Children are cautioned to avoid the large thorns on the terminal branches of some trees. Consuming large quantities of fresh plums can cause gastric upset and diarrhea.
In conclusion, these indigenous fruit trees with their ease of care, their many nutritional benefits, their productivity, and their attractive ornamental appearance, need to be utilized more as ornamental landscape plants, commercial orchard plants and at least be recognized as accessible foraging food sources.
- Arche Wild Native Nurseries – Quakertown, PA – archewild.com
- Flora Exotica – Montreal, Quebec – floraexotica.ca
- Native Forest Nursery – Chatsworth, GA – nativeforestnursery.com
- One Green World – Portland, OR – onegreenworld.com
References & External Links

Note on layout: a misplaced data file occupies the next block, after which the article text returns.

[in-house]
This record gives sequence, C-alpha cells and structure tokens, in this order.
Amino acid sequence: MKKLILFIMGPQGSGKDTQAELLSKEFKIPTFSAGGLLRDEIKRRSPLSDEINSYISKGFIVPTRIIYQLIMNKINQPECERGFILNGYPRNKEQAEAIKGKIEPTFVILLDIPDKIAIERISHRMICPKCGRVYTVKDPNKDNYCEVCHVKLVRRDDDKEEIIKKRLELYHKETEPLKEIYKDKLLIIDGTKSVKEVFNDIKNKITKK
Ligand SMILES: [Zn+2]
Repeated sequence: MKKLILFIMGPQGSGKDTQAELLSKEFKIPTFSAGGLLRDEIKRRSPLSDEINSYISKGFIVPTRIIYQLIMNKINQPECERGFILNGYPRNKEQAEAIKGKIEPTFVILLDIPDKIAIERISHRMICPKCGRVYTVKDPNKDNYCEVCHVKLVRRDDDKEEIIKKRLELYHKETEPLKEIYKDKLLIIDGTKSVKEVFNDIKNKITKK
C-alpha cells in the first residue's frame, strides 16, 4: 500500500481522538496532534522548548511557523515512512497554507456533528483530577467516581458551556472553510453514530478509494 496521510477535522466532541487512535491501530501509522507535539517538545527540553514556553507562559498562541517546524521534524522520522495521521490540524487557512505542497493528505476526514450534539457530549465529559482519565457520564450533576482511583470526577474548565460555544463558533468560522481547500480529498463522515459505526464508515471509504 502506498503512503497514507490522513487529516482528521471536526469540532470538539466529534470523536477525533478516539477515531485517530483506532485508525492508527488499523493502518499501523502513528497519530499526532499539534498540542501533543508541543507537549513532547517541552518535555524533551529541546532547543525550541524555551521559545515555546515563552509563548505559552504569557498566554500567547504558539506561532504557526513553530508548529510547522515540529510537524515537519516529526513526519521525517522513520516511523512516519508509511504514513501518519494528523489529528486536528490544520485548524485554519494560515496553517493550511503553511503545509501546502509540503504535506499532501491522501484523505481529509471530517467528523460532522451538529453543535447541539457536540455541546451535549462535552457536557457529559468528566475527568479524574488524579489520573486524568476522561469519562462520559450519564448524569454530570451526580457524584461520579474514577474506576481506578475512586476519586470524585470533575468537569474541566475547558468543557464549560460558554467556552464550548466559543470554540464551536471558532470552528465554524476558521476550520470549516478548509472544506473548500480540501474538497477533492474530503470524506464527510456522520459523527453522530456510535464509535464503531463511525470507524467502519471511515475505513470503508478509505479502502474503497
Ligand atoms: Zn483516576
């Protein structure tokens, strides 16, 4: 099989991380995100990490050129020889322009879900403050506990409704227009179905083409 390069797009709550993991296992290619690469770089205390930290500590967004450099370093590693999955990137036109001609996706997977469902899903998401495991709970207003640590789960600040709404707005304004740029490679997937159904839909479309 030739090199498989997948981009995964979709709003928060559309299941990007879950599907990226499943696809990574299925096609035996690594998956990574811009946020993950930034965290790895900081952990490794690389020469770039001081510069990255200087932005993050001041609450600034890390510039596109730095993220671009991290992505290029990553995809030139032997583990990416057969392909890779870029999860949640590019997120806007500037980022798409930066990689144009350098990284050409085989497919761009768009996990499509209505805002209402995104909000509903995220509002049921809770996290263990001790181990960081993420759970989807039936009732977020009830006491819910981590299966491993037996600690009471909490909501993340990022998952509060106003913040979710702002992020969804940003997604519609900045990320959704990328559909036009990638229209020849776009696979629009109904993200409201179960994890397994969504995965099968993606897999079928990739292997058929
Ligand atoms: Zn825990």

- Boning, Charles. Florida’s Best Fruiting Plants. Sarasota: Pineapple Press, 2006.
- Brill, Steve. Identifying and Harvesting Edible and Medicinal Plants in Wild Places. New York: Harper, 1994.
- Creasy, Rosalind. Edible Landscaping. San Francisco: Sierra Club Books, 2010.
- us/docs/other/HenryKaiser2000-wildplumplantingguide.pdf. Wild Plum, December 12, 2000.
- org/user/Plant.aspex?LatinName=Prunus+Americana. Marshall. Prunus Americana, July 17, 2011.
- Reich, Lee. Uncommon Fruits for Every Garden. Hong Kong: Timber Press, 2004.
- Otto, Stella. The Backyard Orchardist. Empire, MI: Chelsea Greene Publishing, 2016.
- http:// www.wildflower.org/plants/results.php?id_plant=PRAM. Prunus americana. March 27, 2014.